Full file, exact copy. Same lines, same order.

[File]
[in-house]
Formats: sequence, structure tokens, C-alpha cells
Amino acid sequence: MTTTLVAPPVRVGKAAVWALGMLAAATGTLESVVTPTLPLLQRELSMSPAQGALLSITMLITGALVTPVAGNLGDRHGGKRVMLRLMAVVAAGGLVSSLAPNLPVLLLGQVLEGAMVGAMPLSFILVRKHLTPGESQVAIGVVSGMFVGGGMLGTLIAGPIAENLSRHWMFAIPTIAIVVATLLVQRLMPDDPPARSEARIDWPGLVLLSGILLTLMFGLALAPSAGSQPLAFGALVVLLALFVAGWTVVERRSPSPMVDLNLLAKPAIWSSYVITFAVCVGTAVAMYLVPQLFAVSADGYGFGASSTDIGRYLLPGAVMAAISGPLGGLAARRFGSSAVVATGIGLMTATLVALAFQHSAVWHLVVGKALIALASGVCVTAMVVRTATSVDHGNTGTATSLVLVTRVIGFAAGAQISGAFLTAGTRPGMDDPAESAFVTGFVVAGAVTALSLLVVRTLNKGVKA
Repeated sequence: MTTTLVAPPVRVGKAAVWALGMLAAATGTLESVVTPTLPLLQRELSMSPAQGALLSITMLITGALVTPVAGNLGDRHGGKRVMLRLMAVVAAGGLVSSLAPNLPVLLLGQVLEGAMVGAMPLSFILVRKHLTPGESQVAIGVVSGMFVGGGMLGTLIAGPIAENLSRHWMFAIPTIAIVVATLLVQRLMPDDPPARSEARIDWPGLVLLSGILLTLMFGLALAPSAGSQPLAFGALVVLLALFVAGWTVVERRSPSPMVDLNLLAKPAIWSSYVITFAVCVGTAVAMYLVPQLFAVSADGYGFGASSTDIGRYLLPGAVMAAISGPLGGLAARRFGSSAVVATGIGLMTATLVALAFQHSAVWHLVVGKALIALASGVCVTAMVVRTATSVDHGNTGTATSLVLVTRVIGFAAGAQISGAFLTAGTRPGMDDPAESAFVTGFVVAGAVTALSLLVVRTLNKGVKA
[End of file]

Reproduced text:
[in-house]
Formats: sequence, structure tokens, C-alpha cells
Amino acid sequence: MTTTLVAPPVRVGKAAVWALGMLAAATGTLESVVTPTLPLLQRELSMSPAQGALLSITMLITGALVTPVAGNLGDRHGGKRVMLRLMAVVAAGGLVSSLAPNLPVLLLGQVLEGAMVGAMPLSFILVRKHLTPGESQVAIGVVSGMFVGGGMLGTLIAGPIAENLSRHWMFAIPTIAIVVATLLVQRLMPDDPPARSEARIDWPGLVLLSGILLTLMFGLALAPSAGSQPLAFGALVVLLALFVAGWTVVERRSPSPMVDLNLLAKPAIWSSYVITFAVCVGTAVAMYLVPQLFAVSADGYGFGASSTDIGRYLLPGAVMAAISGPLGGLAARRFGSSAVVATGIGLMTATLVALAFQHSAVWHLVVGKALIALASGVCVTAMVVRTATSVDHGNTGTATSLVLVTRVIGFAAGAQISGAFLTAGTRPGMDDPAESAFVTGFVVAGAVTALSLLVVRTLNKGVKA
Repeated sequence: MTTTLVAPPVRVGKAAVWALGMLAAATGTLESVVTPTLPLLQRELSMSPAQGALLSITMLITGALVTPVAGNLGDRHGGKRVMLRLMAVVAAGGLVSSLAPNLPVLLLGQVLEGAMVGAMPLSFILVRKHLTPGESQVAIGVVSGMFVGGGMLGTLIAGPIAENLSRHWMFAIPTIAIVVATLLVQRLMPDDPPARSEARIDWPGLVLLSGILLTLMFGLALAPSAGSQPLAFGALVVLLALFVAGWTVVERRSPSPMVDLNLLAKPAIWSSYVITFAVCVGTAVAMYLVPQLFAVSADGYGFGASSTDIGRYLLPGAVMAAISGPLGGLAARRFGSSAVVATGIGLMTATLVALAFQHSAVWHLVVGKALIALASGVCVTAMVVRTATSVDHGNTGTATSLVLVTRVIGFAAGAQISGAFLTAGTRPGMDDPAESAFVTGFVVAGAVTALSLLVVRTLNKGVKA